EV Engineering News

New survey: 60% of Americans still know little about EVs

KIA Soul EV (Charged EVs)

The electromobility revolution is gathering speed, but most of the public is still unaware of what’s going on. A recent survey of 2,557 Americans by Altman Vilandrie & Company found limited awareness of EVs. About 60 percent of respondents picked the multiple-choice answers “I’ve never heard of electric vehicles” or “I’ve heard of electric vehicles but I don’t know much about them.” 80 percent said they had never driven or ridden in an electric car.

Three percent of respondents said they currently own an EV, and 10 percent said they planned to buy one. 60 percent of consumers who have experienced an EV say they “enjoyed” it, and only 8 percent did not.

Reasons for not buying an EV were the usual: 83 percent said they cost too much; 85 percent said existing charging infrastructure is inadequate; and 74 percent say charging takes too long.

Younger and wealthier consumers are more likely EV buyers: 17 percent of respondents earning $100,000 or more and 18 percent of 25-34-year-olds plan on making an EV their next car.

Older drivers (over 65) said they were more likely buy an EV from Ford or Volkswagen, while young drivers (18-24) preferred Tesla. Overall, Tesla and VW were the most likely brands for a potential purchase.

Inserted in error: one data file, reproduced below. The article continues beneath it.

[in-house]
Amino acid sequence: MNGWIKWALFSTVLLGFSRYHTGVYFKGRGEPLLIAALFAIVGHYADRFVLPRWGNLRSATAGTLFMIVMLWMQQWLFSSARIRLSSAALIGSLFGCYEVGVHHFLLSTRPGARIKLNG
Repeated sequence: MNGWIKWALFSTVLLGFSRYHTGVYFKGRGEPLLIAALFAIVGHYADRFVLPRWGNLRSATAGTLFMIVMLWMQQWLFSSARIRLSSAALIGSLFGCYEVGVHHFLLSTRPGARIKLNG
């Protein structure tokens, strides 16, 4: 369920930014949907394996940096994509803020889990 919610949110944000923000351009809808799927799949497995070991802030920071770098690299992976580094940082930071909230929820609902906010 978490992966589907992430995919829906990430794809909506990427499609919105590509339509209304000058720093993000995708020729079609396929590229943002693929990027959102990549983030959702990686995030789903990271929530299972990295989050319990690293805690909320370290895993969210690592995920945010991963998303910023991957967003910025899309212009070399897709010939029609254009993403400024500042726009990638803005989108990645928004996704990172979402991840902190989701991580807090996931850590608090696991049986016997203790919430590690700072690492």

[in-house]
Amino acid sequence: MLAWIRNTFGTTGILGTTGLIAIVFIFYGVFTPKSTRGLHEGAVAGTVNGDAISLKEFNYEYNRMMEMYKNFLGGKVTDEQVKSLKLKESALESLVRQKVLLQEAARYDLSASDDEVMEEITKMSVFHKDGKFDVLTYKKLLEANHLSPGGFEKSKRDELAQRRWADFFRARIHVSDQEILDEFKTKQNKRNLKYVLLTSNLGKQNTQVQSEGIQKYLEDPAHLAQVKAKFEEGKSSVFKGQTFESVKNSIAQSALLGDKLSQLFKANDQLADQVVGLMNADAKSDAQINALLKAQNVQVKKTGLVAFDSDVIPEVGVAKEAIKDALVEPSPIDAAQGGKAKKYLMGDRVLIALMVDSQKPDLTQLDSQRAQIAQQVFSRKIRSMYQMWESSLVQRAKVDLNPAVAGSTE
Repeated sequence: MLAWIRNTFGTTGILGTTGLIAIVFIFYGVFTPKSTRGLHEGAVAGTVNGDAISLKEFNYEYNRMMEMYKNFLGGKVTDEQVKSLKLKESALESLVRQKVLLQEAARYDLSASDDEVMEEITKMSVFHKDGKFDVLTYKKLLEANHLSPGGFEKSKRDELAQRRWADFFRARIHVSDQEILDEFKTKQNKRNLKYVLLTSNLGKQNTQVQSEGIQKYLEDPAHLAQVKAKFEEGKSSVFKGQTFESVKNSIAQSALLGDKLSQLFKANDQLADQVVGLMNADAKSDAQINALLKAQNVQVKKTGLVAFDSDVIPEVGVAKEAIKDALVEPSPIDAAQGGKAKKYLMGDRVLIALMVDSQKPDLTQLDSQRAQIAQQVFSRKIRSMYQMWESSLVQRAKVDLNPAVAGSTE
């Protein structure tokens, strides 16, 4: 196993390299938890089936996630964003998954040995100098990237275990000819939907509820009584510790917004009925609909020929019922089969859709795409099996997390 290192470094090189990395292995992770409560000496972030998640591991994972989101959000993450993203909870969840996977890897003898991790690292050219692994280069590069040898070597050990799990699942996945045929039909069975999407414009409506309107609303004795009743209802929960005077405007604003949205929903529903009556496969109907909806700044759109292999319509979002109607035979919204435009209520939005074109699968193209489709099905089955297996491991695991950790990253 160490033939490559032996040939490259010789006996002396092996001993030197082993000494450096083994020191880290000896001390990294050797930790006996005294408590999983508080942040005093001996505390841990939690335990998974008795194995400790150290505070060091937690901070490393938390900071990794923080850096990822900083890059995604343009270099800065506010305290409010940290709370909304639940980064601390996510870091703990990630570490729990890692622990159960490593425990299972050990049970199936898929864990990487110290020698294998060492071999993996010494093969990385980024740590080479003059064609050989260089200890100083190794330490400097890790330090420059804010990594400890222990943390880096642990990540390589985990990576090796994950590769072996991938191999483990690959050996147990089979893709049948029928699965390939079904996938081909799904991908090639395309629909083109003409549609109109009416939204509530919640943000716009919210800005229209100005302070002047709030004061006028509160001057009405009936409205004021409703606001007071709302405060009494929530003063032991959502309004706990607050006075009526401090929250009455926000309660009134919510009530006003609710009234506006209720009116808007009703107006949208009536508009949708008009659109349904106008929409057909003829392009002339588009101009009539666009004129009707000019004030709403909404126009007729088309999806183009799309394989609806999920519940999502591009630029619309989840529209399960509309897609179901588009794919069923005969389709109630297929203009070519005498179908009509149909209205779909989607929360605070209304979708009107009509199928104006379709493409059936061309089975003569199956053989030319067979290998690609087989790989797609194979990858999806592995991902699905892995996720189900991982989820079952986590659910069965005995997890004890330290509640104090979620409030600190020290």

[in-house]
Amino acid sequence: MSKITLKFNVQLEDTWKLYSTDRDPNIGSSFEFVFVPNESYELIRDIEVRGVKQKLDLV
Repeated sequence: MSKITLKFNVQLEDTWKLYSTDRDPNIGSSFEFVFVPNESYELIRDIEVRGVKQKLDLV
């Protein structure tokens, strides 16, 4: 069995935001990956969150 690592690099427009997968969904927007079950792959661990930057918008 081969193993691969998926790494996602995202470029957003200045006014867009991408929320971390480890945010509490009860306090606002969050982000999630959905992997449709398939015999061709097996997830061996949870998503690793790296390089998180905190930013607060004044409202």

Unsurprisingly, the survey found that the EV market would grow significantly if prices were lower. For example, Tesla’s $35,000 Model 3 is expected to generate up five times more sales than the pricier Models S and X. Altman Vilandrie estimates that if other automakers released models in that price range, it would boost EV adoption by nearly 24 times the current market.

“There are signs of strong latent demand in the marketplace,” said Moe Kelley, co-director of the survey. “The auto industry still needs to make more low-priced models available to consumers as well as finding a way for more drivers to try out an EV. If those things happen, we should see the EV adoption rate accelerate.”


Source: Altman Vilandrie & Company via Car and Driver

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